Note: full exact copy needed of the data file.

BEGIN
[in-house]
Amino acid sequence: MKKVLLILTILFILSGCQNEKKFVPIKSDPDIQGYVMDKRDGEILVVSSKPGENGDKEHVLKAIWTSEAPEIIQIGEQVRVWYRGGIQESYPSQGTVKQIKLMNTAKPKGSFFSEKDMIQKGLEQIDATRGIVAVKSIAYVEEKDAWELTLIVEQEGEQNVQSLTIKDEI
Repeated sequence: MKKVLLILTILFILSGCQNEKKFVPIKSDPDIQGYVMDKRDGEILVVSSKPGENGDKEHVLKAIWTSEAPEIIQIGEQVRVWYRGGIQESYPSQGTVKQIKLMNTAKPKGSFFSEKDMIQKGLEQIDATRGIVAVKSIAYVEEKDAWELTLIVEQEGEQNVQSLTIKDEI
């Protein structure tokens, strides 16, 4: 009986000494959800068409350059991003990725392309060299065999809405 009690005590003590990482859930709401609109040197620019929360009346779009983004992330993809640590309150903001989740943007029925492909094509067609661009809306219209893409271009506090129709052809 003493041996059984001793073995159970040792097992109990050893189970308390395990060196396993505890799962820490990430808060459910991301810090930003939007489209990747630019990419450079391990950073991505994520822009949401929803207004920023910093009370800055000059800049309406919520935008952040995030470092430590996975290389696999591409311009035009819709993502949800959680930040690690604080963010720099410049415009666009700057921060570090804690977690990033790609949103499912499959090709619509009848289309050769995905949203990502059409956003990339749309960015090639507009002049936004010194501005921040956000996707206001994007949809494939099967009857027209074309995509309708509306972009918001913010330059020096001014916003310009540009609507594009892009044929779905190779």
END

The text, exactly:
[in-house]
Amino acid sequence: MKKVLLILTILFILSGCQNEKKFVPIKSDPDIQGYVMDKRDGEILVVSSKPGENGDKEHVLKAIWTSEAPEIIQIGEQVRVWYRGGIQESYPSQGTVKQIKLMNTAKPKGSFFSEKDMIQKGLEQIDATRGIVAVKSIAYVEEKDAWELTLIVEQEGEQNVQSLTIKDEI
Repeated sequence: MKKVLLILTILFILSGCQNEKKFVPIKSDPDIQGYVMDKRDGEILVVSSKPGENGDKEHVLKAIWTSEAPEIIQIGEQVRVWYRGGIQESYPSQGTVKQIKLMNTAKPKGSFFSEKDMIQKGLEQIDATRGIVAVKSIAYVEEKDAWELTLIVEQEGEQNVQSLTIKDEI
């Protein structure tokens, strides 16, 4: 009986000494959800068409350059991003990725392309060299065999809405 009690005590003590990482859930709401609109040197620019929360009346779009983004992330993809640590309150903001989740943007029925492909094509067609661009809306219209893409271009506090129709052809 003493041996059984001793073995159970040792097992109990050893189970308390395990060196396993505890799962820490990430808060459910991301810090930003939007489209990747630019990419450079391990950073991505994520822009949401929803207004920023910093009370800055000059800049309406919520935008952040995030470092430590996975290389696999591409311009035009819709993502949800959680930040690690604080963010720099410049415009666009700057921060570090804690977690990033790609949103499912499959090709619509009848289309050769995905949203990502059409956003990339749309960015090639507009002049936004010194501005921040956000996707206001994007949809494939099967009857027209074309995509309708509306972009918001913010330059020096001014916003310009540009609507594009892009044929779905190779």